Semantic Federation of Product Information from Structured and Unstructured Sources

Semantic Federation of Product Information from Structured and Unstructured Sources

Matthias Wauer (Technische Universität Dresden, Germany), Johannes Meinecke (SAP Research Dresden, Germany), Daniel Schuster (Technische Universität Dresden, Germany), Andreas Konzag (BMW Group, Germany), Markus Aleksy (ABB Corporate Research, Germany) and Till Riedel (Karlsruhe Institute of Technology, Germany)
DOI: 10.4018/978-1-4666-2026-1.ch008
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Abstract

Product-related information can be found in various data sources and formats across the product lifecycle. Effectively exploiting this information requires the federation of these sources, the extraction of implicit information, and the efficient access to this comprehensive knowledge base. Existing solutions for product information management (PIM) are usually restricted to structured information, but most of the business-critical information resides in unstructured documents. We present a generic architecture for federating heterogeneous information from various sources, including the Internet of Things, and argue how this process benefits from using semantic representations. A reference implementation tailor-made to business users is explained and evaluated. We also discuss several issues we experienced that we believe to be valuable for researchers and implementers of semantic information systems, as well as the information retrieval community.
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Introduction

Product-related information is generated, accessed and manipulated along the product lifecycle in heterogeneous formats. Only part of this information can be accessed using state-of-the-art product information systems as large parts of this information are only available in unstructured sources or distributed along different databases and legacy systems. The challenge to create an all-embracing view on products is huge. Such a comprehensive product information system has to integrate and harmonize data from all phases of the product lifecycle, all different source formats like unstructured documents, sensor information or product databases. Furthermore, it must even cross organization boundaries as different stakeholders may be responsible for the design, production, delivery, and service of a product.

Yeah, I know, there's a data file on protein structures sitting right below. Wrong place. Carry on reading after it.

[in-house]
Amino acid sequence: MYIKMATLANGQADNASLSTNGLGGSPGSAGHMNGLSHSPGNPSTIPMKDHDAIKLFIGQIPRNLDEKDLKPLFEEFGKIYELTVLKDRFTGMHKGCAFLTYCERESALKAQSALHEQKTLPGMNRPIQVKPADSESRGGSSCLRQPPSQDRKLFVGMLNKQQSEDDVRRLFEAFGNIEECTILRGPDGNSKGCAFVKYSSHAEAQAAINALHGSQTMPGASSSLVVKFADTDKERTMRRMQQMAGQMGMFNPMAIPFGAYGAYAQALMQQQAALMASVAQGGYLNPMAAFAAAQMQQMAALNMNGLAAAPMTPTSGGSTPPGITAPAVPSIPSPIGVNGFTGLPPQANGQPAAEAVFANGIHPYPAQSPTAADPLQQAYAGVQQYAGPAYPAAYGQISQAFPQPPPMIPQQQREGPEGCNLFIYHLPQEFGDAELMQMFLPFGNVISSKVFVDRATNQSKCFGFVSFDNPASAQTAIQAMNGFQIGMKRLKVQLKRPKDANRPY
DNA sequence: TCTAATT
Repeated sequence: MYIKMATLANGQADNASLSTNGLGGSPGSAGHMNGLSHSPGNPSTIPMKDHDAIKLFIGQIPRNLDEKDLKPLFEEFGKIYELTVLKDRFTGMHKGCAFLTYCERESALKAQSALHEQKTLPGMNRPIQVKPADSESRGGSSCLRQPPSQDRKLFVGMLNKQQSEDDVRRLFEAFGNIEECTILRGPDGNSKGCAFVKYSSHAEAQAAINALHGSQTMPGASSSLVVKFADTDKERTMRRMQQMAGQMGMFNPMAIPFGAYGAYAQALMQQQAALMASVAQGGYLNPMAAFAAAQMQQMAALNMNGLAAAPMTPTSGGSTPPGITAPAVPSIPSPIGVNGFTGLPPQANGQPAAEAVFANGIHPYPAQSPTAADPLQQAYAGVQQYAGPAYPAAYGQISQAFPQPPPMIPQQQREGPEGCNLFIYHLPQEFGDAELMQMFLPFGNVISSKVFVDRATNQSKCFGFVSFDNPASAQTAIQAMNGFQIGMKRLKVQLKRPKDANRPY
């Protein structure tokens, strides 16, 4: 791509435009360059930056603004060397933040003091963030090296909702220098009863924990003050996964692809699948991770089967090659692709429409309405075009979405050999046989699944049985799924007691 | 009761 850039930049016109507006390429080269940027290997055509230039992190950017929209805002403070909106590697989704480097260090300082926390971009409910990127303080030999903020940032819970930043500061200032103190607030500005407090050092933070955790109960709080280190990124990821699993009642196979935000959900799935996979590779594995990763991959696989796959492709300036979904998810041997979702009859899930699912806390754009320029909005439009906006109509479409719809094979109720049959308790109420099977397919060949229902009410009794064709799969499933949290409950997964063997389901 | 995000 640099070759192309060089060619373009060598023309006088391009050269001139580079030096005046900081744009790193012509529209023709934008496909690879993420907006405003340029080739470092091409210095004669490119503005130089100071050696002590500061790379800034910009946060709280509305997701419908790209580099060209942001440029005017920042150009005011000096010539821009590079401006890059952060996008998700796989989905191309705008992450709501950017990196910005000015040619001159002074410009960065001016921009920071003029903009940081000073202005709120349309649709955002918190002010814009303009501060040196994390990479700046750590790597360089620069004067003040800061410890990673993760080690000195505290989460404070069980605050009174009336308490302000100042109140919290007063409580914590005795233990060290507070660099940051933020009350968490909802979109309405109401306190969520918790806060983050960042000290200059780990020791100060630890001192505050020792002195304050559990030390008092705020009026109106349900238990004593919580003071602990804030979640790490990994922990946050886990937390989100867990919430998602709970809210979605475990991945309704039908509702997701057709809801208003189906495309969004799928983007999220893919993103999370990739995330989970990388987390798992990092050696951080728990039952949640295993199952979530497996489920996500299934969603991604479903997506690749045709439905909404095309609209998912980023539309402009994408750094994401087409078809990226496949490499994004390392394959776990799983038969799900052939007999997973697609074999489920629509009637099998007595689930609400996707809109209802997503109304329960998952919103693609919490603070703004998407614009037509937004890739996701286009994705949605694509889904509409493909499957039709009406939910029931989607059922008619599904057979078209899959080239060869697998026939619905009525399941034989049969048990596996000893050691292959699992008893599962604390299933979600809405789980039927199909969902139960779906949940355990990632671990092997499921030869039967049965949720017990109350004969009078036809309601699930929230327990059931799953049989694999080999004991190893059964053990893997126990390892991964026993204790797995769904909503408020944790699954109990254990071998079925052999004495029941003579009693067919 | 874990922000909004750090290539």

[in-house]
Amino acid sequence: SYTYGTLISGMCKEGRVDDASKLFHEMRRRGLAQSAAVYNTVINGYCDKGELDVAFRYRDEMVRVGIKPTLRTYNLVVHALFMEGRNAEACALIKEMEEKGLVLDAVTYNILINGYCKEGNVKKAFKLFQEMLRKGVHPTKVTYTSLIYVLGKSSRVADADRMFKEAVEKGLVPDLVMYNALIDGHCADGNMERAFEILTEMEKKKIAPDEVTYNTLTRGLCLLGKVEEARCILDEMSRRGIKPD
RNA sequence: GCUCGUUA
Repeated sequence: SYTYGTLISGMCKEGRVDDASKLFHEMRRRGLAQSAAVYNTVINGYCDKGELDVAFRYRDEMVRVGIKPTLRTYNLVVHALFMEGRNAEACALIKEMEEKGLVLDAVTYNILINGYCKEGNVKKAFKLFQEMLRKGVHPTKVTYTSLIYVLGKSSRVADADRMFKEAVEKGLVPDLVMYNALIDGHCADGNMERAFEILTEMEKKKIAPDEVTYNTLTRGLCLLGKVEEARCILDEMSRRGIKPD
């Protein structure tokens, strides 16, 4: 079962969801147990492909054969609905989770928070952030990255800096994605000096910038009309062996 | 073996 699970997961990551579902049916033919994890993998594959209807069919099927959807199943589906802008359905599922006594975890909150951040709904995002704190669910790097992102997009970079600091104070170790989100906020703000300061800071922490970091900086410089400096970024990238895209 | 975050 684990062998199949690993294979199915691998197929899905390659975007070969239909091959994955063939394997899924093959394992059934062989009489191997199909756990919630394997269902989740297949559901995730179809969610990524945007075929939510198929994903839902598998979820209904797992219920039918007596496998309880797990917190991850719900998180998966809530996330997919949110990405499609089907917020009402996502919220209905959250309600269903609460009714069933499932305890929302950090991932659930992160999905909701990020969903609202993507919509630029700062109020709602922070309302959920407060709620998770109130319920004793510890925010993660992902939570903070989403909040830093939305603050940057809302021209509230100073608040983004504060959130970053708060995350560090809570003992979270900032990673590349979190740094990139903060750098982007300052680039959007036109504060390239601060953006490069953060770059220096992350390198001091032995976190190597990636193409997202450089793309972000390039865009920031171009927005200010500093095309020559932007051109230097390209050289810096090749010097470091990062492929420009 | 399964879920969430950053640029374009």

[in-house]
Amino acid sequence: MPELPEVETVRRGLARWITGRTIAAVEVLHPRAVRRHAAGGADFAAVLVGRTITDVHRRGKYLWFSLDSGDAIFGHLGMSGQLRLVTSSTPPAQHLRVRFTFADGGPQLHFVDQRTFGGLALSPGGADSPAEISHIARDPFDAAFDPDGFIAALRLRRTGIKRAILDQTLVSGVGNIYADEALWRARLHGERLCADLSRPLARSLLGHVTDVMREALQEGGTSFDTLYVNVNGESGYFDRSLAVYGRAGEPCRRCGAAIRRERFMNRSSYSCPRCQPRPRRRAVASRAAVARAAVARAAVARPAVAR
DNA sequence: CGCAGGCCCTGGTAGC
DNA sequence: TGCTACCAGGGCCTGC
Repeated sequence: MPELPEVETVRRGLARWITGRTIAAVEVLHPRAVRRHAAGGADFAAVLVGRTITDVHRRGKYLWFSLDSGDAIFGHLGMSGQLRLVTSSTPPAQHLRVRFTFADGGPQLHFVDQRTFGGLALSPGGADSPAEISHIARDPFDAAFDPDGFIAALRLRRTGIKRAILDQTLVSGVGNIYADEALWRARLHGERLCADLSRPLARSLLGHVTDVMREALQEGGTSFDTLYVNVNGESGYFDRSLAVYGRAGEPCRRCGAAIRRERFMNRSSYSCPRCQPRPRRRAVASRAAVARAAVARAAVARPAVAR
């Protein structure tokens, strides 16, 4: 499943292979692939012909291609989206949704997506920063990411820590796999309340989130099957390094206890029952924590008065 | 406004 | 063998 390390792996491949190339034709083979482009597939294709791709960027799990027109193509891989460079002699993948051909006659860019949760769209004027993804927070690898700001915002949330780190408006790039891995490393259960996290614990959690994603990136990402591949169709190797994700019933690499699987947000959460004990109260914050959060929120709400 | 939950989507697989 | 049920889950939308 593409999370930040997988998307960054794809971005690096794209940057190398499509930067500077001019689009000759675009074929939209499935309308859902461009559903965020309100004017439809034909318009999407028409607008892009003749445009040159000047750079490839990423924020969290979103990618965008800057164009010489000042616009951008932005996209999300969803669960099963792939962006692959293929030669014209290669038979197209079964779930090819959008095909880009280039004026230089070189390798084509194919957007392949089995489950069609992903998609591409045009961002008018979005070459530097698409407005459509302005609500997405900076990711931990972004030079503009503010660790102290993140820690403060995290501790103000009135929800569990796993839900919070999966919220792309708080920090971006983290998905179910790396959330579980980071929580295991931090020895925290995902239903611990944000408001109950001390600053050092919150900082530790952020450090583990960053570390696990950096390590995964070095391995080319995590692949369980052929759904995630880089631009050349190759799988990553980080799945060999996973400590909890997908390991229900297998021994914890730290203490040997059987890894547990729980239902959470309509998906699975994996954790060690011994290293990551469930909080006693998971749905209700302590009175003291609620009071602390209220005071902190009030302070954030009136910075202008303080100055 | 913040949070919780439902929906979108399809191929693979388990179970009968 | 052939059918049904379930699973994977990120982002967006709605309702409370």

The Aletheia project (Aletheia, 2009) is a unique attempt to bring together industry partners (ABB, BMW, Deutsche Post DHL, Otto, SAP) with five innovative application scenarios from different phases of the product lifecycle and five different landscapes of current state-of-the-art product information management. All these partners have a keen interest in improving the information flow internally as well as with their customers and partners and to open up new sources of product-related information like Web 2.0 pages.

In this paper we try to answer the research question if it is possible to federate structured as well as unstructured sources of product information along the product lifecycle. We use semantic technologies for this purpose and deploy and advance information extraction techniques. The scenarios describe two of the use cases of the Aletheia project clarifying the opportunities of federated product information systems (FPIS). We further discuss requirements derived from these and other scenarios. A discussion of existing architectures for semantic information management and federation shows the need for a new architecture matching the requirements mentioned. The contributions of this paper consist of

  • 1.

    A discussion of design decisions for FPIS,

  • 2.

    A high-level component architecture for FPIS, including a concept for data sharing between organizations,

  • 3.

    A detailed concept of the Aletheia Service Hub, our central component for information federation within organizations,

  • 4.

    A reference implementation of a semantic FPIS.

We conclude with a discussion of the results achieved so far.

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Scenarios And Requirements

In order to motivate our research, we discuss two scenarios in the industrial sector. They are derived from two case studies conducted in the Aletheia project, focusing on

  • 1.

    Product lifecycle management (PLM) at ABB, a large company providing power and automation products, technology, and service1, and

  • 2.

    Knowledge management in automotive engineering at the BMW company.

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